Doctors have learnt how to treat COVID-19
COVID-19 is not one disease but many different ones. What all these diseases have in common is that the patient is infected with the SARS-CoV-2 virus.
It is not necessarily the virus that has caused the disease. According to the CDC, a maximum of six percent of deaths are directly attributable to the virus.
The heated debates about whether one or the other treatment cures COVID-19 or not leads nowhere because everyone can be right. Some types of COVID-19 are prevented or cured by Ivermectin, others by chloroquine, others by hydroxychloroquine, others by dexamethasone, others by budesonide, pregnenolone and other types of other corticosteroids. Others by tocilizumab and some variants may need a cocktail of these and additional agents for specific underlying deficiencies (vitamin deficiency) or conditions like high blood pressure, diabetes, cancer.
The first WHO message adopted by most international authorities which still seems to have a grip on the debate was: there is no cure for Covid-19.
Really scary. And it created unmatched panic. And it is true that there is no specific treatment because there is no specific disease COVID-19. But today, most doctors have learned to treat COVID-19 patients, with or against the consent of the authorities.
There are treatments and cures - in most cases successful - for all the diseases that go by the name COVID-19. Although the vaccines could not stop the spread of the virus, fewer and fewer people are dying. Many are still infected - even the vaccinated - but few die.
All authorities say that it is the vaccines that protect. Few doctor dares to admit the use of illicit medicines.
Contrary to what the WHO and other authorities initially claimed and largely maintain, there are a number of different medicines that help with COVID-19. And the medicines differ because COVID-19 is a number of different diseases.
The latest example is the drug tocilizumab, which is approved for rheumatoid arthritis, but has now been widely used to treat COVID-19.
This use has been initiated by doctors on the floor and is not seen lightly by the authorities. The use outside the indication (off-label) has been so great that the pharmaceutical company Roche has released information that there will be a global shortage of the drug Actemra / Roactemra (tocilizumab) in the coming months. It is currently approved for treatment of rheumatoid arthritis but is also considered a potential treatment for COVID-19. Following Roche's press release, the World Health Organization (WHO) has also expressed concern about the shortage.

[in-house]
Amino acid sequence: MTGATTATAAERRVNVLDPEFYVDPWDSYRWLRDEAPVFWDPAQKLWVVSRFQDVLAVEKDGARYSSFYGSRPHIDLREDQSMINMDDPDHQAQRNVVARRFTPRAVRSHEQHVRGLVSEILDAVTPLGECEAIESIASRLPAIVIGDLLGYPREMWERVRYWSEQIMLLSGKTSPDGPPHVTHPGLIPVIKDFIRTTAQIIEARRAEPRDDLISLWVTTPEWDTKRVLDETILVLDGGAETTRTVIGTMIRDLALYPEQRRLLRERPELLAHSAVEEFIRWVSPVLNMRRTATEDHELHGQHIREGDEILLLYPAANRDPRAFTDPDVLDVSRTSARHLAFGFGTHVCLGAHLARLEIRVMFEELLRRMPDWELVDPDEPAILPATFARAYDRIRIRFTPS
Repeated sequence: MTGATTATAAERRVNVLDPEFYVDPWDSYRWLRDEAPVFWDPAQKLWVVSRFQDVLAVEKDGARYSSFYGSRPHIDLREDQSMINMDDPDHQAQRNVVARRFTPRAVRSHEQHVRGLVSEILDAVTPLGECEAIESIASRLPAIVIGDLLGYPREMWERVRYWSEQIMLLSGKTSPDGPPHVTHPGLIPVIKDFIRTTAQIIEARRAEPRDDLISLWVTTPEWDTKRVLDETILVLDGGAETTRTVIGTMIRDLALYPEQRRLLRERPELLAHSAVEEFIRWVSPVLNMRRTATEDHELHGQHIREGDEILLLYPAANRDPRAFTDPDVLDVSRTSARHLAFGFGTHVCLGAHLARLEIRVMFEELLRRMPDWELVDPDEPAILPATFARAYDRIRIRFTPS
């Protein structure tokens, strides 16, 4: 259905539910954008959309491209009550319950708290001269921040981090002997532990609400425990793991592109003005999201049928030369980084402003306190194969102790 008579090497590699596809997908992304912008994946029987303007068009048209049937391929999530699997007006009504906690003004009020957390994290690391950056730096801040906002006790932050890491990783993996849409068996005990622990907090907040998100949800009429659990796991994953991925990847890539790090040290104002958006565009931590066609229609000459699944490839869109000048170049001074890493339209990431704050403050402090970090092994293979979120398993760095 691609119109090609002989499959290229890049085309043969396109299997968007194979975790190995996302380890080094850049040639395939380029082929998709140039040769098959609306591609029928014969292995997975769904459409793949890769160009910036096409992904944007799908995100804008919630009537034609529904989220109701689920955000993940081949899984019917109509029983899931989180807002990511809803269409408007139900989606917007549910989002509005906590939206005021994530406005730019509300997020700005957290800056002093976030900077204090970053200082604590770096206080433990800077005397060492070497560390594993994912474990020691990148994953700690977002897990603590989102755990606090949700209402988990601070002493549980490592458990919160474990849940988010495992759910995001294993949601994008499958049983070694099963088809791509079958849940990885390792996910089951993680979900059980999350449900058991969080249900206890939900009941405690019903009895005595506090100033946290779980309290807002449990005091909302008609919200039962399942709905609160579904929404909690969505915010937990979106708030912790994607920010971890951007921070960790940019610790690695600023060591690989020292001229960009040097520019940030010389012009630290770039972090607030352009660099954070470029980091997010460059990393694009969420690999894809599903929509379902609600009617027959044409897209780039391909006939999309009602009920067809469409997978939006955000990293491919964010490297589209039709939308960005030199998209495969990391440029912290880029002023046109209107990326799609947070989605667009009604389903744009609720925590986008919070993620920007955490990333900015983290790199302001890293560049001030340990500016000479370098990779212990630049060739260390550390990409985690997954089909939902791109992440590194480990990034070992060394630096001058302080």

Demand for the drug has increased to unmatched levels globally because it has been widely used to treat patients with severe or critical COVID-19, Roche writes in a press release. In 2021, the company has increased its deliveries of the drug by 100 percent compared to before the pandemic, which has led to restrictions in both production capacity and raw material supply.
WHO has accepted reality and, together with the global health initiative Unitaid, calls on Roche to ensure a fair distribution of the drug to all countries, including low- and middle-income countries. The WHO is also seeking expressions of interest from other pharmaceutical companies to increase the number of manufacturers of the drug and thereby be able to increase global deliveries.
There is also a shortage of tocilizumab in Sweden. According to the Medical Products Agency's list of residual listings, there is an ongoing shortage, which started on 2 August and is expected to last until 19 of September. There is also a forecast for a future shortage from 5 of September, which is expected to last until October 8.
Other authorities are also forced to revise their positions. The European Medicines Agency (EMA) recently launched an investigation into the use of tocilizumab for treatment of COVID-19. In the United States, tocilizumab has received emergency approval for patients with COVID-19 but the permission is limited to those patients who hospitalized and are already being treated with corticosteroids and are in need of oxygen or respiratory care.
In view of the surprising shortages, it can be assumed that individual doctors have gone beyond the authorities' recommendations, or are ahead, as they do for a large number of other medicines. The result is, gratifyingly, a globally greatly reduced morbidity and reduced mortality rate for those infected with SARS-CoV-2. Source about tocilizumab: https://www.lakemedelsvarlden.se/pandemin-skapar-global-brist-pa-ra-lakemedel/?link_id=Bt82kaADZ6Zljf